where $\alpha$ is an arbitrary overall normalization (the magnitude of the "price level" is arbitrary). Basically, we have a quantity theory of money with an equation that can be rewritten as the equation of exchange. These fits do a bit worse than the information transfer model where $\kappa$ becomes a function of the base (which is the successful version of the quantity theory of money I put together a couple of months ago) but are reasonable over some fraction of the time domain:

Note that in the picture using the monetary base, the recent QE appears to have been irrelevant (this is fixed in the information transfer quantity theory and the effect I refer to as an information trap). However, during normal times we can plot a money supply (MS) curve (vs real output $Y = NGDP/P$) using Equation $\text{(4a)}$ above (on a graph with the LS curve in blue, again choosing 1995 as the reference year):

The resulting LS-MS model (for labor supply, money supply)  is similar to the "Keynesian cross" AD-AS model with the MS curve analogous to the "45 degree" $AD = Y$ equilibrium line which does not shift (you can only move along it, as it represents a fixed relationship between the price level, NGDP and MB given by equations $\text{(4a,b)}$). Shifts in the LS curve (increases/decreases in aggregate demand) cause the price level to rise or fall, respectively (if it is supported by a change in the monetary base). An increase is shown with the dashed curve. However, increasing the monetary base causes the equilibrium point on the MS curve to move up and to the right, causing a shift in the information source in the LS market  ($NGDP_0$ in Equation $\text{(3)}$), causing the LS curve to shift up from the solid blue curve to the dashed blue curve. 


In Sumner's version of this LS-MS model, he concentrates on expectations of what monetary policy will be in the future (large shifts that the market believes will vanish via e.g. "tapering" or inflation targeting won't cause the LS curve to move). That implies that the "transmission mechanism" from the MS market to the LS market is only approximately $P_{LS} \approx P_{MS}$ instead of the $P_{LS}= P_{MS} = P$ in the set up of the model at the top of this post.

Note that this model includes monetary offset (you can't move along the MS curve unless the central bank lets you, and in Sumner's expectations language, you can't expect to move along the MS curve unless the you expect the central bank to let you). Fiscal stimulus that directly employed people (e.g. the WPA) might break model and therefore break the relationship between these markets. In that case, the price level will not be what detects a signal from the aggregate demand to the labor supply ($P : NGDP \rightarrow LS$), but instead it will be set by government fiat.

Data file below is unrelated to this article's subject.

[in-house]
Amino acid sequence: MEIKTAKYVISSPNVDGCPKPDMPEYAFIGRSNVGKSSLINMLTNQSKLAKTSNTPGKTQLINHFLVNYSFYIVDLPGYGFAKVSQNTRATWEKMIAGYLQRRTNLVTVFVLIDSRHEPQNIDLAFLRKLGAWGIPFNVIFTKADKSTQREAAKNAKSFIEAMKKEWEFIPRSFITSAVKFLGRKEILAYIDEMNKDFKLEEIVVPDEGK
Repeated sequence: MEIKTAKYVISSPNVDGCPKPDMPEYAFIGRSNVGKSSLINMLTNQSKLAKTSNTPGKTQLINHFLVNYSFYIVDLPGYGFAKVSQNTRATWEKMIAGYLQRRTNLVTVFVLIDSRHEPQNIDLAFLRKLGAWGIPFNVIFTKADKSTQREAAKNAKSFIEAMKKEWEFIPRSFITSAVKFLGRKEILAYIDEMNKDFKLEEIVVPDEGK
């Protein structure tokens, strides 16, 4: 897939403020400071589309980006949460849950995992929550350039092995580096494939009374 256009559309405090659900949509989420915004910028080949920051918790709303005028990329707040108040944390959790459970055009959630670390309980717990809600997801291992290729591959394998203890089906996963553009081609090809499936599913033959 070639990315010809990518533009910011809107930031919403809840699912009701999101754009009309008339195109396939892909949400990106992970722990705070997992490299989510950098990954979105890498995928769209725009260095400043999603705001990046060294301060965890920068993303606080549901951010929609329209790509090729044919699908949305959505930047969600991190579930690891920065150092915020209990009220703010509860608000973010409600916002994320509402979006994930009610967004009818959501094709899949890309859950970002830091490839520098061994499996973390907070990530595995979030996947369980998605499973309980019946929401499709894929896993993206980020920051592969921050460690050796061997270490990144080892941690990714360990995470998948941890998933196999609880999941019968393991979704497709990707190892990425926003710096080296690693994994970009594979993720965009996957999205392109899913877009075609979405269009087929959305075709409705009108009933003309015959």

Additionally note that these models assume ideal information transfer i.e. the information in the AD is equal the information detected at the LS and MS markets ($I_{AD} = I_{LS} = I_{MS}$). Deviations from the ideal (likely!) will result in $I_{AD} \geq I_{LS}$ and $I_{AD} \geq I_{MS}$. In those cases solutions usually fall at prices below those indicated by the ideal price.

And finally (note) the empirical success of the LS-MS model is comparable to the IS-LM model. The liquidity trap seems like a robust empirical result of the latter (it is an explicit breaking of the "$P$ transfers information" assumption when the interest rate is at the zero lower bound) while the former seems to break down and requires additional assumptions beyond a simple price mechanism like "expectations" [1]. I'd count that as a strike against LS-MS. It does do a good job describing the price level and Okun's law. While my modified quantity theory is the best (of course), the final outcome of this exercise is that both models are of similar power. The LS-MS model includes a strong prior (monetary policy roolz) that has some empirical evidence, but it is not overwhelming enough to discount e.g.  fiscal policy or the liquidity trap. When you use it, you are assuming monetary policy is powerful.
[1] I put this is scare quotes on purpose. These expectations are like superluminal signals in physics. It is important to point out that in this model (and the IS-LM model) the price level is detecting all signals from the AD to the markets. It is inconsistent to say that some of the information transferred from the AD to the MB is detected by the price level, but some (i.e. superluminal expectations) isn't. The information being transferred necessarily includes expectations. Therefore the more likely solution (IMHO) isn't that some additional channel of communication from the demand to the supply is disrupting the normal channel but that the normal channel you have is breaking down (e.g. the zero lower bound mechanism in IS-LM).

Scott Sumner's Model (Part 1)